An exploration into the lower middle income housing market.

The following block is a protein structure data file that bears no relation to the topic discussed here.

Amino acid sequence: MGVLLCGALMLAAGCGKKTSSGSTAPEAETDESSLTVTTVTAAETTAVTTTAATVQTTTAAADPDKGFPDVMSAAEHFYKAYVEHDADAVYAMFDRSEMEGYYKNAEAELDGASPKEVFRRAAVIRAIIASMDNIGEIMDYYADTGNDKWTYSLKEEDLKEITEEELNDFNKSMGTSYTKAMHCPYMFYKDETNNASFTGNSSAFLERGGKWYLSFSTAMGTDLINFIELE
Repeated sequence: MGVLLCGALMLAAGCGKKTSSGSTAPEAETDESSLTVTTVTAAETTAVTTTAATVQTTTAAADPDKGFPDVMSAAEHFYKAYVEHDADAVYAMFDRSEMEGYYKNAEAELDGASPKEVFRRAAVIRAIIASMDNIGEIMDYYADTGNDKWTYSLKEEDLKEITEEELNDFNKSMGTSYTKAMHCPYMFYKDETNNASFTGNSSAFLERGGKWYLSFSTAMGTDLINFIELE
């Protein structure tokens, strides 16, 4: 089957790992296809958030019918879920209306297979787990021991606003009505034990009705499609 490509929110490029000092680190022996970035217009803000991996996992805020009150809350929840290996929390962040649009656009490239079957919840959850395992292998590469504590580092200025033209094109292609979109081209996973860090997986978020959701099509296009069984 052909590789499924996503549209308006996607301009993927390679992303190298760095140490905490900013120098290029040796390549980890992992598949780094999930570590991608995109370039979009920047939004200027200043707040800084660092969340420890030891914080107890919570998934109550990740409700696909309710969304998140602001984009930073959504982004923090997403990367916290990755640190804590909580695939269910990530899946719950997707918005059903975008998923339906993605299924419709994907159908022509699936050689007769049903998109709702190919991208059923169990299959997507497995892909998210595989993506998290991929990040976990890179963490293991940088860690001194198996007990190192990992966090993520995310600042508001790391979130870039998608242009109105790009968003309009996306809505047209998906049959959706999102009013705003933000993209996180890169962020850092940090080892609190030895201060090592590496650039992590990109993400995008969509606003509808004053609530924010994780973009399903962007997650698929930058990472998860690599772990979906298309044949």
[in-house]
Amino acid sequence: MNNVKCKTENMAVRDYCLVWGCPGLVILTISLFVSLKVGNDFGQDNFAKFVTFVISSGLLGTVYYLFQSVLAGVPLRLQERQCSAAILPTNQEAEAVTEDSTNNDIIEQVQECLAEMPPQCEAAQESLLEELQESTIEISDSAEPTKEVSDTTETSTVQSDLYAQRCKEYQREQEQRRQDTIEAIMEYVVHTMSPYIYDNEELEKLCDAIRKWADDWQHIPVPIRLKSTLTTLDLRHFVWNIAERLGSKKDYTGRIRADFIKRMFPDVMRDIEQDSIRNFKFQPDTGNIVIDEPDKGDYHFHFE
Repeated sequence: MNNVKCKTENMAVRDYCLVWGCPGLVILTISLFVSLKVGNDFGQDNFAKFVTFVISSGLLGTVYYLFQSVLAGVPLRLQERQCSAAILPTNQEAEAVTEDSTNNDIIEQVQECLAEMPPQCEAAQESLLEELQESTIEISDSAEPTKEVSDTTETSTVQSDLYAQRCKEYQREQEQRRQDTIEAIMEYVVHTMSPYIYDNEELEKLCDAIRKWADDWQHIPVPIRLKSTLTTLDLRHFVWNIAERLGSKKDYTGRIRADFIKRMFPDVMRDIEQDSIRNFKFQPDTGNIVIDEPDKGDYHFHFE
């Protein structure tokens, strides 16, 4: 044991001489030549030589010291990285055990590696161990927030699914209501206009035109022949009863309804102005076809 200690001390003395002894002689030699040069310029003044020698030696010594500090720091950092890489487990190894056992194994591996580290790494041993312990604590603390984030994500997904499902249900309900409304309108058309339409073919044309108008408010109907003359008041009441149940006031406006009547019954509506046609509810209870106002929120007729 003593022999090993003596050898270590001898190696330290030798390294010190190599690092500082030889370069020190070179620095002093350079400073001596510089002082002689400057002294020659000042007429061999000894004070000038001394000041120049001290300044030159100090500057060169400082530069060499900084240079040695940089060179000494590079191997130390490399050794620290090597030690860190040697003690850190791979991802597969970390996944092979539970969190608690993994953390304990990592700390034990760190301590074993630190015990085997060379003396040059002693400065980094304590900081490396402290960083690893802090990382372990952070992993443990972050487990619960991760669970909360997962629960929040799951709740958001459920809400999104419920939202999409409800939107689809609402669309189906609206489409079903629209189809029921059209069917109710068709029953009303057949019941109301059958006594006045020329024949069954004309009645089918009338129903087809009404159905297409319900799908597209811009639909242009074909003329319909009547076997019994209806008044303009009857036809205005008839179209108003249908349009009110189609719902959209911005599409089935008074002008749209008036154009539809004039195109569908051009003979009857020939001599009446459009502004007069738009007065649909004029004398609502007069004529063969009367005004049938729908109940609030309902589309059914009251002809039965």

The study explores the factors hampering the growth of a sustainable lower middle income (LMI) housing market. The LMI group includes members of the working class who earn between R3,500 and R7,000 per month. The motivation for the research followed an observation made in 2003, that the policies of both the Department of Housing and the traditional banking system excluded this income category from accessing housing assistance. However, during the course of the study, the state started extending subsidy assistance to this income group, through the Breaking New Ground (BNG) policy. The study employed oral and written data collection methods. The housing market participants was divided into three broad categories, namely, demand side participants, supply side participants and the housing market facilitators. Interviews were conducted with both supply side participants and facilitators. On the demand side a questionnaire survey was conducted to establish the experiences of households in respect of the home acquisition process. The research findings revealed that LMI households require a housing typology which is described as a two bedroom detached starter house, within close proximity to a public transport system, and other community facilities for ease of accessibility. The data showed that the LMI households required financial education before getting involved in the home acquisition transaction. In addition, it emerged that professional services offered by the estate agents were not being fully utilized by the LMI households simply because the households were not aware of the responsibility of the agents in the home acquisition transaction process. It is maintained that the LMI housing market is inundated with multi-faceted hurdles from both intrinsic and extrinsic sources. The intrinsic sources include household character, past experiences amongst others, while the extrinsic sources comprise housing stock availability, loan approval criteria, etc. These hurdles require both long and short term interventions addressing the convoluted home acquisition process which involves various facilitators and a costly immovable product. In conclusion, it is recommended that demand side home ownership education is necessary, whereby LMI households are prepared for the home acquisition process. On the supply side long and short term interventions are recommended towards creating enabling environments for the supply of starter houses located close to neighbourhood facilities particularly a reliable transport network.